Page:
Thursday, May 17, 2012

Avengers Assemble Winning Combination

Hulk prepares to smash. Hulk strongest one there is. ©2012 Marvel Studios and Walt Disney Studios

When Aristotle said “The whole is greater than the sum of its parts” (but he said it in Greek), who would have guessed he was talking about “The Avengers”? Have no doubt about it, this superhero feature may be the best of its kind.

The Avengers are a Marvel Comics superhero team that has been around since 1963. The team has had a changeable lineup over the years; the film’s lineup comprises Captain America (Chris Evans), Iron Man (Robert Downey Jr.), Thor (Chris Hemsworth), Black Widow (Scarlett Johansson), Hawkeye (Jeremy Renner), and The Hulk (Mark Ruffalo). The Avengers are brought together by Samuel L. Jackson* (expertly played by Samuel L. Jackson) to deal with the threat of global destruction caused by Loki (Tom Hiddleston), Thor’s brother, stealing a device called The Tesseract. With this do-dad, Loki intends to open a portal to another dimension, allowing a force of alien Chitauri to help him enslave the Earth. What follows is 143 minutes of super-heroics.

The remarkable thing about “The Avengers” is that it manages to accomplish so much. There’s quite a bit to set up, from the shadowy machinations of S.H.I.E.L.D. , the agency that Jackson works for, to explaining the mumbo-jumbo of how The Tesseract will work its magic. Sandwiched in there are capsule introductions of our half-dozen heroes and the story of how they are brought together. Unlike, for example, 2002’s Spider-Man, which staggered under a tedious telling of the origin of a single hero before getting to the good stuff, “The Avengers” never feels long or laboured. There is sufficient levity to keep the film from bogging down in ponderous nerdity, but not enough to make it a joke, a fine line nicely managed.

Director Joss Whedon, who also has credit for the screenplay, captures the characters well, showing how disparate they are. They may have to work together, but they are not all friends, or even friendly. None of the friction in the team feels forced, but rather a natural product of the characters. Comic-book fans should appreciate that the characters seem true in spirit to themselves. Granted, Thor has an Australian accent, Black Widow doesn’t have a Russian accent, and Hawkeye’s flamboyant purple costume stays in the closet, but these are minor things that don’t get in the way of enjoyment. The purist may complain about Nick Fury, who is the head of S.H.I.E.L.D. in the comics, being replaced by Mr. Jackson, but Fury never really was much of a character. Mr. Jackson brings a lot more excitement to the role of S.H.I.E.L.D. head. One suspects the comic book writers would have used Samuel L. Jackson as the head of S.H.I.E.L.D. all along if they could have figured out how to use a real person in their comics.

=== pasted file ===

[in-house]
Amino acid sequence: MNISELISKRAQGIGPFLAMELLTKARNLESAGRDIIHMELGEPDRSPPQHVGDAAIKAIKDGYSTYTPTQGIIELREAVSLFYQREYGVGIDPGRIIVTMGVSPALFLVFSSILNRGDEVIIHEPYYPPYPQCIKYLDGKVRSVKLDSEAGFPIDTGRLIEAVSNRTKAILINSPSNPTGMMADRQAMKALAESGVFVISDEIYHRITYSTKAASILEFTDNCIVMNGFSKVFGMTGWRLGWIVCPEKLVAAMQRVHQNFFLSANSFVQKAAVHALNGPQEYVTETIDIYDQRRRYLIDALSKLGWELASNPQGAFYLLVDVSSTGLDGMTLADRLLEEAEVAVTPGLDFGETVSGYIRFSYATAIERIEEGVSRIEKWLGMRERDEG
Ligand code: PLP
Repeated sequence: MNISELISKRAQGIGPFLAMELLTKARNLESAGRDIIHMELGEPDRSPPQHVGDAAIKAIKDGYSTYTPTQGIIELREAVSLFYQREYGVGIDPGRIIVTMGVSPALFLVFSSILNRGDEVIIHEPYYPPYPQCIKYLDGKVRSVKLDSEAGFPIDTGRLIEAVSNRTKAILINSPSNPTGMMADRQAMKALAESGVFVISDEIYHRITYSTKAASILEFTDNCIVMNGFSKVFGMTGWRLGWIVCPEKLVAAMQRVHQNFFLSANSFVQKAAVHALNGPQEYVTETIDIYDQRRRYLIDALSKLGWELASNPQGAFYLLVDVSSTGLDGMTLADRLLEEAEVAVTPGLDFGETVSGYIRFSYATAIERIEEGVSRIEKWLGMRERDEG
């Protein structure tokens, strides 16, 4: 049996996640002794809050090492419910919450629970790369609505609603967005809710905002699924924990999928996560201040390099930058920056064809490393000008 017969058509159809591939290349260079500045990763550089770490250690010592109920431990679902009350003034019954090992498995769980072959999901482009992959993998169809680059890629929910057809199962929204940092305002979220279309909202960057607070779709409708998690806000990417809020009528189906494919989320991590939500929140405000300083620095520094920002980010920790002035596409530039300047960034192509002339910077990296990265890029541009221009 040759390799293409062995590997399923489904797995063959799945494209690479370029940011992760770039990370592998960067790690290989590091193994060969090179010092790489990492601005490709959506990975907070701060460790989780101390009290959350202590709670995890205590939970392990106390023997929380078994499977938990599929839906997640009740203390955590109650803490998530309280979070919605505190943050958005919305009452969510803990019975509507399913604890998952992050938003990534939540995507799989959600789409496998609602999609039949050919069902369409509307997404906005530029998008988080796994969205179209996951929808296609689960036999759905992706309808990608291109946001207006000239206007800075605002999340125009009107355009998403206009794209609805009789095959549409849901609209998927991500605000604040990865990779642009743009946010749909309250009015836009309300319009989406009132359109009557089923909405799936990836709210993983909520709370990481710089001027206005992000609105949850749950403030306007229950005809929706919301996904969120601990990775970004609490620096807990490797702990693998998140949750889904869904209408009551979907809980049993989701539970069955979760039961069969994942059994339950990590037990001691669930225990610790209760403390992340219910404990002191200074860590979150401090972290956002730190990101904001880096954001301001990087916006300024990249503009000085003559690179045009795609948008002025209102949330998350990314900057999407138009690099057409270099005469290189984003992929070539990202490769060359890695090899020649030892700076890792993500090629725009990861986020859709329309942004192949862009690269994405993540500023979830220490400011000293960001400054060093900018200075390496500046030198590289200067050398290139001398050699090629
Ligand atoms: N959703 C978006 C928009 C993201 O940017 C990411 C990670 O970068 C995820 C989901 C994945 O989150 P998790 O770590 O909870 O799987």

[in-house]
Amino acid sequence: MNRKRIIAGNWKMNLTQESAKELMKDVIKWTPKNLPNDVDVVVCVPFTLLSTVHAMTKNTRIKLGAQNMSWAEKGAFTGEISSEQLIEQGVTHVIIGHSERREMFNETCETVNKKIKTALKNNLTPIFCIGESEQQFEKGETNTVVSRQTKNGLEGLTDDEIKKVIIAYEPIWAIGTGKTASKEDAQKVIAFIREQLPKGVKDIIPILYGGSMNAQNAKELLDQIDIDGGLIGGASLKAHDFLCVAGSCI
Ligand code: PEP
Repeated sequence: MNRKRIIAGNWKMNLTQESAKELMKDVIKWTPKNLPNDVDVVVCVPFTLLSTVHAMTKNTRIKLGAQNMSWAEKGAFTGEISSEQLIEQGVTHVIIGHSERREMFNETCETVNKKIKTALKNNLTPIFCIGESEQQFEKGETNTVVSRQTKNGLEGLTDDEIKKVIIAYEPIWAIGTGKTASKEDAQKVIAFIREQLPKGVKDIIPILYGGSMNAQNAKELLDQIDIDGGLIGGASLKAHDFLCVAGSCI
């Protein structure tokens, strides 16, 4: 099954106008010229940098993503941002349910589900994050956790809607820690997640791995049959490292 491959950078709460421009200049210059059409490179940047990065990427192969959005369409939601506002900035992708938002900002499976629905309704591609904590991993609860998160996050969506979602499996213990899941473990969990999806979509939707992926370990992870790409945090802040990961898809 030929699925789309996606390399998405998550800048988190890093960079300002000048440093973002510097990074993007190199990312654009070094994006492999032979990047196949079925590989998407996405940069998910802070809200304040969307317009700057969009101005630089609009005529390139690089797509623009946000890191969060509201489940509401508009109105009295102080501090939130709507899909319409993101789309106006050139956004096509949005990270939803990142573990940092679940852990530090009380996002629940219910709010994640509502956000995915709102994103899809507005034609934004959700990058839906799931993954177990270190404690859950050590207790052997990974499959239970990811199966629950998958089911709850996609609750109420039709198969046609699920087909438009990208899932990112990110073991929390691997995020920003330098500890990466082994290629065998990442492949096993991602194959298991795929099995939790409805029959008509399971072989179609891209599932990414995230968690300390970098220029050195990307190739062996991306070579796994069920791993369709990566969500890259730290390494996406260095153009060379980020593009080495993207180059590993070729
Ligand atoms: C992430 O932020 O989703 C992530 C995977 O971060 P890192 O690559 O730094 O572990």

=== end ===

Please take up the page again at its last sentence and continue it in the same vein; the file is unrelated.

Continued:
The action scenes, as one would hope are bold and exciting. Keep in mind that I saw this in glorious 2D, so I cannot speak for how it looks in 3D (blurry with a chance of headaches, one suspects). There is a real sense of danger and the heroes rising to the occasion when all seems lost, which is the definition of cinematic heroism.

Performances are good throughout, though Scarlett Johansson stands out. Unlike many other superhero films, we find a capable, believable female character who is not simply eye-candy or a damsel in distress. Whedon can take some credit for having written it and Johansson for bringing it to life. Samuel L. Jackson is a joy to watch as himself, though, sadly, “Enough is enough! I have had it with these motherfucking aliens on thismotherfucking planet” is a line that seems to have been left on the cutting room floor.

Given the awful “Iron Man 2.” the dubious “Thor,” and the so-so “Captain America,” it seemed a possibility that “The Avengers” could have come up short, but it delivers on all fronts: action, character, performances, and even intelligence. Most importantly, it takes us on a genuine journey, as these individual heroes come together and come to appreciate each other. It’s a pleasure from start to finish and the new measure of what a superhero movie should be.

Rating 5/5

*This character is sometimes mistakenly referred to as “Nick Fury,” but it is quite certainly Mr. Jackson.

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